• KFA has assets including land and warehouses valued at Sh10 billion in major towns.
• Farmers say the revival of KFA which has its headquarters in Nakuru will help them to direct source for farm inputs at cheaper costs.
Rift Valley farmers have welcomed President Uhuru Kenyatta’s order to have the Kenya Farmers Association and the Kenya Planters Cooperative Union revived.
KFA director Kipkorir Menjo and Moiben MP Sila Tiren and several farmers representatives said Uhuru’s order had been long overdue.
“This is a move in the right direction because KFA which is owned by farmers will enable them to source their own farm inputs at cheaper costs than is the case now,” Menjo said in Eldoret yesterday.
Uhuru, while speaking during the Ushirika Day celebrations on Saturday, ordered Agriculture CS Mwangi to immediately embark on plans to revive KFA and KPCU as from Monday so that they can serve farmers interests.
Tiren and Menjo said farmers would closely work with Munya to ensure that KFA is fully revived as directed by the President.
The farmers had early this year presented a proposal to the Parliamentary Committee on Agriculture seeking support for the revival of KFA.
“KFA has a wide network and capacity to handle particularly the issue of farm inputs for farmers as was the case before it collapsed,” Menjo said.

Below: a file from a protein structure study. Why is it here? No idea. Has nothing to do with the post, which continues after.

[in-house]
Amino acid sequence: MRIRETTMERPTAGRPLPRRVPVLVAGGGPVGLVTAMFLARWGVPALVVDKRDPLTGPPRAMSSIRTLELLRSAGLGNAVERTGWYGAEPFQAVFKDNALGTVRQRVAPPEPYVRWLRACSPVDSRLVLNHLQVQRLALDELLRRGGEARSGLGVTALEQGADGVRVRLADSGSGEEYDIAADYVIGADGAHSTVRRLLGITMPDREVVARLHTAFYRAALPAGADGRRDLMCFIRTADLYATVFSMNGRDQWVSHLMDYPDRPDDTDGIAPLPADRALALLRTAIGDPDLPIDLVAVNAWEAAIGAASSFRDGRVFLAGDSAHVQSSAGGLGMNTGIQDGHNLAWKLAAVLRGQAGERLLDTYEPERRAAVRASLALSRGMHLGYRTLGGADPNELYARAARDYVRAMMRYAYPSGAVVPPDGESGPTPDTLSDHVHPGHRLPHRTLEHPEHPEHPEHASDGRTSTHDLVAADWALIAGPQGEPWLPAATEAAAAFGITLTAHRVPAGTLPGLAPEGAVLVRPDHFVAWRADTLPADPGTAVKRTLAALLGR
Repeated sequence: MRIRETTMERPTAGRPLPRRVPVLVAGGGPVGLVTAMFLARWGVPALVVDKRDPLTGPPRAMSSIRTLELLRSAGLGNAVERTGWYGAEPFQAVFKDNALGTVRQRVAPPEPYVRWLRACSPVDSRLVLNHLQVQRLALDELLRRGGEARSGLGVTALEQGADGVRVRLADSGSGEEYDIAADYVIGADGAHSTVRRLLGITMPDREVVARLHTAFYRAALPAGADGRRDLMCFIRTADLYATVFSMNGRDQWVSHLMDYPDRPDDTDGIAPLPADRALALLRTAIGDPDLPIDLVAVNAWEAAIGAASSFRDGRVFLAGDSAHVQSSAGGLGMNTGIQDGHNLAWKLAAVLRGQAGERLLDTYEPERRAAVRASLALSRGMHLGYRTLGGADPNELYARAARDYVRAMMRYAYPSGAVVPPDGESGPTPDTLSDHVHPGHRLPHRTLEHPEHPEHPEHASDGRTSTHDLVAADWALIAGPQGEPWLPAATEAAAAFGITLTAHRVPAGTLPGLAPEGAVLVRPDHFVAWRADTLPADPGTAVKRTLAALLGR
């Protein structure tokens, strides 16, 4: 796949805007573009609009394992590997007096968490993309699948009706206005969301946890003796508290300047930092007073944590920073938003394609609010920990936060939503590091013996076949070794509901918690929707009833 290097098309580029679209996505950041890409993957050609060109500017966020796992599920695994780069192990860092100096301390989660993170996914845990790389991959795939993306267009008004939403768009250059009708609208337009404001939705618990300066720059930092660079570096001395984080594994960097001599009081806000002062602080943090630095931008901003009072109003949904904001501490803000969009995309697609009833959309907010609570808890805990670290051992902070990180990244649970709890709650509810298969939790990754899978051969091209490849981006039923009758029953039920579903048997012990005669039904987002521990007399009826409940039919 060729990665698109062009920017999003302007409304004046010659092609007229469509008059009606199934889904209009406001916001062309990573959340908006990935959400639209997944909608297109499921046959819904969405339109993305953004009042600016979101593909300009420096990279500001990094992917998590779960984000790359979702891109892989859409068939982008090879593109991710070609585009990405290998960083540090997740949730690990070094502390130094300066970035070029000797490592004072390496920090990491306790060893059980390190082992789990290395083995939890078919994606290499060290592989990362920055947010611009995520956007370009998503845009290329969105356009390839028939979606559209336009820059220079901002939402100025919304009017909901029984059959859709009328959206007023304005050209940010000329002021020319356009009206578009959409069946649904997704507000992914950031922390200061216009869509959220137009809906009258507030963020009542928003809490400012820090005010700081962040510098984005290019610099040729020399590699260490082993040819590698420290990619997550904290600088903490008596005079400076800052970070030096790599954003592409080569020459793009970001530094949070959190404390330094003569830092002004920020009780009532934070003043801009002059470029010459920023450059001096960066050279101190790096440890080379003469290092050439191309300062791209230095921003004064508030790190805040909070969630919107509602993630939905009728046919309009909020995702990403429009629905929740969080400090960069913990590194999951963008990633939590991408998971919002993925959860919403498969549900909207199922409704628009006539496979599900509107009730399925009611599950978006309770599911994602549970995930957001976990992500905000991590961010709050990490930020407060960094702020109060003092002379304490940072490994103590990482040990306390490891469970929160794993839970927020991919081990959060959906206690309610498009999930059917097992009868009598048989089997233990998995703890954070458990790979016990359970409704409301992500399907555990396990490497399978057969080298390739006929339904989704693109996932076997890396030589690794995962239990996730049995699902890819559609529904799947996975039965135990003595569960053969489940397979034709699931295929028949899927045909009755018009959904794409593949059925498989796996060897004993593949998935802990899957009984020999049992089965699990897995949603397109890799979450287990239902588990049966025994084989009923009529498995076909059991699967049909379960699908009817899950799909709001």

The association’s assets including land and warehouses are valued at more than Sh10 billion, but most of them have been sold to repay debts amounting to more than Sh2 billion.
Menjo said the KFA is now stable and can help improve the performance of the agriculture sector if supported by the government.
The KFA issue was extensively discussed on Friday at a farmers meeting in Eldoret attended by chairman of the Strategic Food Reserves Fund Noah Wekesa.
At the meeting, angry farmers accused Kiunjuri of failing to run his docket effectively and ignoring views from them.
Tiren wondered why Kiunjuri was quick to pay maize importers their Sh1.8 billion debts yet more than Sh8 billion owed to the NCPB remained unpaid.
Wekesa insisted that the country will not need to import more than two million bags of maize.
"If he was releasing the money to pay debts, then priority would have been given to NCPB first and not individuals," Tiren said.
Tiren said the payments were illegal because the money had not been approved by Dr Wekesa's board.
Other farmers representatives including lawyer Simon Lilan, Paul Kerich and David Boinnet accused Kiunjuri of siding with cartels that were frustrating farmers in the country.
“If he is unable to run the ministry as required he should resign and let the President appoint someone else to help farmers,” Tiren said.
(edited by O. Owino)